31 Jan 2022

Hydrogen degassing of zirconium under high vacuum conditions

Hydrogenation equipment overview with highlighted main components (© PSI)
Hydrogenation equipment overview with highlighted main components: (1) hydrogen purifier, (2) furnace, (3) dosing cell, (4) high vacuum cell, (5) high vacuum pump, (6) computer monitoring, (7) pressure sensor controller, (8) low vacuum pump and (9) auto-transformer for vacuum cell resistive heating. The same equipment has been used also to induce the hydrogen degassing in high-temperature, high-vacuum conditions. (© PSI)

Micro-mechanics techniques such as nano-indentation and micro-pillar compression can be applied to study hydrogen-charged zirconium alloys at elevated temperature which is of high relevance for the nuclear industry. Such experiments are often conducted inside a scanning electron microscope (SEM) under high-vacuum conditions (10-5 mbar). The combination of high temperature and high vacuum environment cause some hydrogen to escape from the sample into the chamber. While this effect is evident at temperature above 600 °C (e.g.[1], [2]), the extent of hydrogen desorption at lower temperatures is still unclear.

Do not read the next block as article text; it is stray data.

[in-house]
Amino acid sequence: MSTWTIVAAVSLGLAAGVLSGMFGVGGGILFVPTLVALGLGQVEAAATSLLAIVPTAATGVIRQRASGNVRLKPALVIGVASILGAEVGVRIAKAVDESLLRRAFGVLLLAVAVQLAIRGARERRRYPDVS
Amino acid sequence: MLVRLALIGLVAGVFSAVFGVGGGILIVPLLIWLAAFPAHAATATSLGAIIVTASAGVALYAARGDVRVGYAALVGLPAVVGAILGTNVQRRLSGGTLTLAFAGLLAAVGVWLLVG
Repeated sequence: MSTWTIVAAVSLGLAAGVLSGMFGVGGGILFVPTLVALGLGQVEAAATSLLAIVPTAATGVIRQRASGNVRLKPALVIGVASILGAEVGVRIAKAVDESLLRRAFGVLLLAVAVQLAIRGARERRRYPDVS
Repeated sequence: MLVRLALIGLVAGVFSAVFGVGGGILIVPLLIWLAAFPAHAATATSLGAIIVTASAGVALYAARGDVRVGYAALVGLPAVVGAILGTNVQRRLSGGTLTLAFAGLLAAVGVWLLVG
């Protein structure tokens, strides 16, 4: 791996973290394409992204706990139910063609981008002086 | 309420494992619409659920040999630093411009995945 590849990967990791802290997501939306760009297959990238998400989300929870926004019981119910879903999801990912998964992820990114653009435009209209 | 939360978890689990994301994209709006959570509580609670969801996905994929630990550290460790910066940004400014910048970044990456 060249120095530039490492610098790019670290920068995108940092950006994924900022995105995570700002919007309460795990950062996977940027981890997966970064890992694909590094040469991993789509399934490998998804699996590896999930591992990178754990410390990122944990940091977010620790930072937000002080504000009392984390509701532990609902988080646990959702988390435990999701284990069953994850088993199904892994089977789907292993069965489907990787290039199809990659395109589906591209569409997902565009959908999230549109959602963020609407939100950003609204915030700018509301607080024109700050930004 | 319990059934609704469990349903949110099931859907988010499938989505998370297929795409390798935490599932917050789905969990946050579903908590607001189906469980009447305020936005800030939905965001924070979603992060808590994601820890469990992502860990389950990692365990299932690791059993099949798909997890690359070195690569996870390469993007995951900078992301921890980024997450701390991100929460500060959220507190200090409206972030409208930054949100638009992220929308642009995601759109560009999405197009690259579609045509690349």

In the presented study, the desorption of hydrogen has been studied in zirconium cladding tube material in conditions of temperature and hydrogen content comparable to the ones faced by spent nuclear fuel during dry storage. The measured hydrogen loss due to the high vacuum has been compared to the simulations obtained using an extended version of a hydrogen behaviour tool developed at PSI.


Francesco Fagnoni
Laboratory for Nuclear Materials, PSI